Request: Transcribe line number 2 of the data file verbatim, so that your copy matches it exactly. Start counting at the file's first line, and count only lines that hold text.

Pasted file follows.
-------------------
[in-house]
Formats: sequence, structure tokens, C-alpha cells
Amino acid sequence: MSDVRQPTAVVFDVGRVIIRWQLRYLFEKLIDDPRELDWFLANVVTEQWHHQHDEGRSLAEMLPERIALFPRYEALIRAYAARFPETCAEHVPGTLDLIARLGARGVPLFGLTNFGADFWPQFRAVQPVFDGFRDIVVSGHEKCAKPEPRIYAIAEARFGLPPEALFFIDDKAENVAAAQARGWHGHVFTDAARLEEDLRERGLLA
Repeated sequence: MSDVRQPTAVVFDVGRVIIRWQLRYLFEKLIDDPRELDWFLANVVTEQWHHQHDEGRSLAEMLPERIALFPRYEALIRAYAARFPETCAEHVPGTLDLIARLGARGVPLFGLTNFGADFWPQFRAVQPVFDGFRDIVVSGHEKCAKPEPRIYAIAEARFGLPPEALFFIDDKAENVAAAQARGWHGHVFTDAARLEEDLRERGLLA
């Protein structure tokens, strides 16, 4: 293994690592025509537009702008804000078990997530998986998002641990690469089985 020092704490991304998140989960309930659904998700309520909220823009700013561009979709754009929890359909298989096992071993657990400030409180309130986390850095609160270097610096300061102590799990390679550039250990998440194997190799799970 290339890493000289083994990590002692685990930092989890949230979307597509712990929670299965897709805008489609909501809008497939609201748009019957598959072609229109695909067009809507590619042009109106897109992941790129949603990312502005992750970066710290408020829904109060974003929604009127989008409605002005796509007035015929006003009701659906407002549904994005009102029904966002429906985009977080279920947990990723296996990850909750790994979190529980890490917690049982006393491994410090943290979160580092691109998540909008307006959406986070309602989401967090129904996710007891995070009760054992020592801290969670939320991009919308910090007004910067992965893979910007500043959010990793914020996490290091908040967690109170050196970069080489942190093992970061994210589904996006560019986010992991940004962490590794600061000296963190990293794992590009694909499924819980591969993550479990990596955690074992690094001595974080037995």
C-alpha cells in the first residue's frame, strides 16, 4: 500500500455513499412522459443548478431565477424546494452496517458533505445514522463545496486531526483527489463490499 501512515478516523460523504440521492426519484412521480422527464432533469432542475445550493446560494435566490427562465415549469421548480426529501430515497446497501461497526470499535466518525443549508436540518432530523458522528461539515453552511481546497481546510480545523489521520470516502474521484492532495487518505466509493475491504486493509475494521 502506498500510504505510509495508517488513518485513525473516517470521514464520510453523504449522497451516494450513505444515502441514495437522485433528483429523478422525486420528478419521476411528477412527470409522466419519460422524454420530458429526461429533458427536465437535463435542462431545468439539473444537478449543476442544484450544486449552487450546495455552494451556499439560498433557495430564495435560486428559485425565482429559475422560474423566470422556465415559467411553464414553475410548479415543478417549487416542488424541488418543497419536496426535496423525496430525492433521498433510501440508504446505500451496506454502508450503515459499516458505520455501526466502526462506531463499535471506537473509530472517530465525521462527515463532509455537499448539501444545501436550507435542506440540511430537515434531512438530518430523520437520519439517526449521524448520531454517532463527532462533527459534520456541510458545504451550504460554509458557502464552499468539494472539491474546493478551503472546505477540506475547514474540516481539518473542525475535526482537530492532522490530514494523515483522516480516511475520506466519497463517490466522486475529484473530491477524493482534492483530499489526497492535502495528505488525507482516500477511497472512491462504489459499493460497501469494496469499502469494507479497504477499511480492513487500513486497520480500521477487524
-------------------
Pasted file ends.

Formats: sequence, structure tokens, C-alpha cells